Alt text, or alternative text, is an essential aspect of web design that you may be unaware of if you’re new to website creation and maintenance. Understanding how to create good alt text will help your website rank higher in search engine results pages (SERPs) and make it easier for visually impaired users to get around your site and engage with content. Further, this blog shows the SEO best practices for alt text. And how doing so will help your visitor to understand your content better.

Alt Text 

The alt attribute was designed to serve two purposes: to improve accessibility and usability by providing descriptive text in place of non-text content and to provide information in situations where images are not accessible or cannot be displayed. In addition, alt text intends to communicate visually when words don’t suffice. 

Essentially, using an image as a graphical link is one way of using a secondary text description instead of an actual visual link—that is what alt text provides (among other things). But, of course, you have to know your audience to write effective alt text. 

  • Alt Attributes 

An image alt attribute is an element in HTML that describes or identifies a specific image. When there are images on a page, you need to write what each of them is there for so that people who don’t see those images can understand your page better. 

“Imagine reading a book and having all of the descriptive information about objects in between paragraphs REMOVED; you would have no idea what was happening in that story!”

Also, if visually impaired users land on your page, it will be very hard for them to figure out what’s going on with your content.

  • Title Attributes

Title attributes are an excellent way to add additional information about your images and can help search engines better understand what each image is about. If you’re working directly with HTML and CSS code, which many web designers do when writing and developing websites, adding alt= before your text will ensure that all of your images have title attributes.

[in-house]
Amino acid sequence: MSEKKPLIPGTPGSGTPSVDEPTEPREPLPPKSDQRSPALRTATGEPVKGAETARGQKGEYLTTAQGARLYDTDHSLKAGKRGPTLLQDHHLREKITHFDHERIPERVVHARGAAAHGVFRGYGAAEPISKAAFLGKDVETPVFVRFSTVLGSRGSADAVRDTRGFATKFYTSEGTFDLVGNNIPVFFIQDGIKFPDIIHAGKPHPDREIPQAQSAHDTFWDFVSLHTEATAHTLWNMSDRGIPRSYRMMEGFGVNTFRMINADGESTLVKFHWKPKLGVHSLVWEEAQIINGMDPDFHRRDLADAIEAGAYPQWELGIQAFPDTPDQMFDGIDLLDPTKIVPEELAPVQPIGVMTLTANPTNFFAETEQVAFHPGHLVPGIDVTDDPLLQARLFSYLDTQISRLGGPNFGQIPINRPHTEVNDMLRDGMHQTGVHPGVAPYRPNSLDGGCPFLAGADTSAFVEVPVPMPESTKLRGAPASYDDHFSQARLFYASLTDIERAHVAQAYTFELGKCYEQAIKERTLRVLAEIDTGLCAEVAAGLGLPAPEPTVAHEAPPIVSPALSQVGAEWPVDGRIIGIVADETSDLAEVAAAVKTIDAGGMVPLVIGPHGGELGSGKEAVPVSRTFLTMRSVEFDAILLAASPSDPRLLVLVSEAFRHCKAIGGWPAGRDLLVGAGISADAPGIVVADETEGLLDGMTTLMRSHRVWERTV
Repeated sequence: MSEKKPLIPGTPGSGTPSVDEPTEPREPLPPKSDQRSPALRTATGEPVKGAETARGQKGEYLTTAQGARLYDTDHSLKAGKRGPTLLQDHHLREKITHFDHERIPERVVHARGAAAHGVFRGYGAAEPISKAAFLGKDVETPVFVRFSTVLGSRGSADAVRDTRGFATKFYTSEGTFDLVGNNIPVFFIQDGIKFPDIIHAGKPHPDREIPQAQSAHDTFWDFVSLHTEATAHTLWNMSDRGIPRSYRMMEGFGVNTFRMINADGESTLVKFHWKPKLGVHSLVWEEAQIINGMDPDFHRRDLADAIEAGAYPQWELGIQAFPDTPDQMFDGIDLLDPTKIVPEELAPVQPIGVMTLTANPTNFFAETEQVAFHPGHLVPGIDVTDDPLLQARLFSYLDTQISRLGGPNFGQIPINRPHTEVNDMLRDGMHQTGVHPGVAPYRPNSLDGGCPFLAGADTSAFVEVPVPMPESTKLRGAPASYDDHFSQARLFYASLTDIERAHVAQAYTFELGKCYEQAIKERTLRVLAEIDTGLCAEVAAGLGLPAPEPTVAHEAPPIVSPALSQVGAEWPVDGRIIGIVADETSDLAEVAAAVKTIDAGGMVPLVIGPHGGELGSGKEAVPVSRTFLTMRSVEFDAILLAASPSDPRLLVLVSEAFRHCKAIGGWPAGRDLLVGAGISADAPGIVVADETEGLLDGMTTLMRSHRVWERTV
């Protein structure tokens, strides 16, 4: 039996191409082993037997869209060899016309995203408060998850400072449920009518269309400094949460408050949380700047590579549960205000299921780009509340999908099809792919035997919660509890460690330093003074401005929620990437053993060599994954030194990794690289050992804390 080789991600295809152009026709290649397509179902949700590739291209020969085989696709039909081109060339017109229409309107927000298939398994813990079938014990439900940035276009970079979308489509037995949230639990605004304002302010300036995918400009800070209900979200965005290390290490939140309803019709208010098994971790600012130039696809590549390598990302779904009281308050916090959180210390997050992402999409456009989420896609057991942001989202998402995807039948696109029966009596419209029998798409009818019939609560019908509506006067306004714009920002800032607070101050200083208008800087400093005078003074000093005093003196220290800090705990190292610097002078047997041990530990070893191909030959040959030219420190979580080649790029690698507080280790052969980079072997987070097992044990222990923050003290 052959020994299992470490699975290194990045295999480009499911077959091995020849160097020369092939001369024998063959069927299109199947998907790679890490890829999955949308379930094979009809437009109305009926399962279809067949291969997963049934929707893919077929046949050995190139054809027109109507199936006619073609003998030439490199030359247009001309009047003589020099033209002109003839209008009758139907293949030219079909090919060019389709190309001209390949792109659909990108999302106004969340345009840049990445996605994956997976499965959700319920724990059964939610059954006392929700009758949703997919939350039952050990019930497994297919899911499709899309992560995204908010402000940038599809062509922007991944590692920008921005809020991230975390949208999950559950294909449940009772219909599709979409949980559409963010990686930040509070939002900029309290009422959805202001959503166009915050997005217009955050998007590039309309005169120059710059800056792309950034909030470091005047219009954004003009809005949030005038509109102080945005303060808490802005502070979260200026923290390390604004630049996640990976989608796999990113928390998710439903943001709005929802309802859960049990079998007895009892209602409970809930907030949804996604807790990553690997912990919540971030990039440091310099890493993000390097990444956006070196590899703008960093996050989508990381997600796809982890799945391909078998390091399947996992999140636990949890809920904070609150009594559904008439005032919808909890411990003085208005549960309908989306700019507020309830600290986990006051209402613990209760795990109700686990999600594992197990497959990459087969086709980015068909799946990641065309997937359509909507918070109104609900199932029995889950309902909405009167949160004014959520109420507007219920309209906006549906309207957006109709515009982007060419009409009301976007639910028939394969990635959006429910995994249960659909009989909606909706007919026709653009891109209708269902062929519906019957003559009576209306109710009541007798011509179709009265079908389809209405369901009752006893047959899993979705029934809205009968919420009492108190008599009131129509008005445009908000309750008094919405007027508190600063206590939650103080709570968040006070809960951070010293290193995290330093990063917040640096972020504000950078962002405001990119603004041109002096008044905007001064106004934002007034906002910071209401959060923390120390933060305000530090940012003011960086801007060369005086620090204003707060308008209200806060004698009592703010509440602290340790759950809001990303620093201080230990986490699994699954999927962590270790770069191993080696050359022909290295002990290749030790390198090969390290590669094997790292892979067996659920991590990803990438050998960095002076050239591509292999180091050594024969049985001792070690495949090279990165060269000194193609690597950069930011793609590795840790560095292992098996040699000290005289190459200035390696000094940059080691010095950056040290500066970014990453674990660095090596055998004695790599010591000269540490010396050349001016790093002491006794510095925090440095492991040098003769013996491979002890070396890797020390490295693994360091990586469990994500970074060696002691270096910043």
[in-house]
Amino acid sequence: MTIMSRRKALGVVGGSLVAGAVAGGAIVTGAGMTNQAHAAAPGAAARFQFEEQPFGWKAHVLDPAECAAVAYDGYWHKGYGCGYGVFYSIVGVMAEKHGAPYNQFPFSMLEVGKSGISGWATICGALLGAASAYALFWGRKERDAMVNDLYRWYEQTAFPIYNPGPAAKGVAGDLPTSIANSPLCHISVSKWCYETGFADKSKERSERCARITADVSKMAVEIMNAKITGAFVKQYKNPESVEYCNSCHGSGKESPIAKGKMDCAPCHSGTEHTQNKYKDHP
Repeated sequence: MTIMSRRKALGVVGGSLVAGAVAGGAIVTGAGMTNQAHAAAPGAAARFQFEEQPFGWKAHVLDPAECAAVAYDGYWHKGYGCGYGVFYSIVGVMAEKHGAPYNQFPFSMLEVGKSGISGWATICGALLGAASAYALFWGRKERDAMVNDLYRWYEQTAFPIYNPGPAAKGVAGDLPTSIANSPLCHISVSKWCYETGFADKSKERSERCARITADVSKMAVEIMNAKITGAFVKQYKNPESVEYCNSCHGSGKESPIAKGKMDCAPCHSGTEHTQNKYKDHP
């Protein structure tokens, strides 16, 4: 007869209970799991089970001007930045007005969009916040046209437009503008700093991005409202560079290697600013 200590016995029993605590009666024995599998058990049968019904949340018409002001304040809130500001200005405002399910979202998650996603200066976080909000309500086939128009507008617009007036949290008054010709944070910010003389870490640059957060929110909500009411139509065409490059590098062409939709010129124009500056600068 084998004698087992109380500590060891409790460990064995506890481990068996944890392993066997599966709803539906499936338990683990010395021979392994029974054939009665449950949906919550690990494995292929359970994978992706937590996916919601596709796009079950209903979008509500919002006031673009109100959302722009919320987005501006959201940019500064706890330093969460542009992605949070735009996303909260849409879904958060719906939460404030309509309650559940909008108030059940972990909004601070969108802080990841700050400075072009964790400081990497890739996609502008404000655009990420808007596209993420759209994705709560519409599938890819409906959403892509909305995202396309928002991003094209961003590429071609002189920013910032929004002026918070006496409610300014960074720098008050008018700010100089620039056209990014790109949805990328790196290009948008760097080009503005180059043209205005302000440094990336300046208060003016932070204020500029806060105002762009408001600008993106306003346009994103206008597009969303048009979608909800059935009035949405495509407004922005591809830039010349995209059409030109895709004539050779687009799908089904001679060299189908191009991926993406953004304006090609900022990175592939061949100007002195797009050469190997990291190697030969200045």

Alt Text and SEO

Although you probably don’t want to stuff keywords into alt text unnecessarily, alt text offers an opportunity for some subtle keyword-stuffing. After all, if a picture is worth a thousand words, then its corresponding alt text has plenty of room for keywords. Including your primary keyword in the alt text is one way to ensure that your page content and images both benefit from SEO best practices. 

However, you also have to be careful not to overdo it—otherwise, Google might think you’re using sneaky tactics and penalize your website with lower search rankings. The same can be said for stuffing keywords in H1 tags or other HTML elements around each image on your site—Google will notice!

How to Use Image Alt Text

Search engines can’t read pictures, so web pages with images include alt text—short descriptive text for each image. Alt text should be unique for every image on a page and accurately describe what people will see when they visit. Using alt text is the best practice for both search engines and accessibility; when used correctly, it gives users a better idea of what’s on your site and how to interact. 

Best practices for writing alt text include using about 100 characters or less per image. Use keywords whenever possible, but don’t keyword stuff – keep it natural-sounding. Give context to describe why an image is there – many images are there simply to look pretty! But, of course, sometimes that doesn’t require alt text!

Words to Use in Alt Text

In images, the alt text is used to describe the image to someone who cannot see it. It might be a search engine or screen reader. The alt text isn’t the image filename, so don’t take that. What can you write that describes the image? 

For example, if an image is of your company mascot, then you could use The company’s mascot in the alt text. Or maybe it’s a picture of your product so that you could use a Product picture. But, of course, it all depends on what words most accurately describe what the image contains, and that can sometimes change depending on what screen reader or browser you’re using.

Wrap Up

Use compelling alt text on images to bring better search results. Alt-text is an often overlooked feature of images, but it’s an important element for SEO best practices and accessibility. If you have time, write three or four more paragraphs about things like keywords, content generation, and so on. To optimize your alt texts for SEO purposes, use targeted keywords in your alt texts when possible.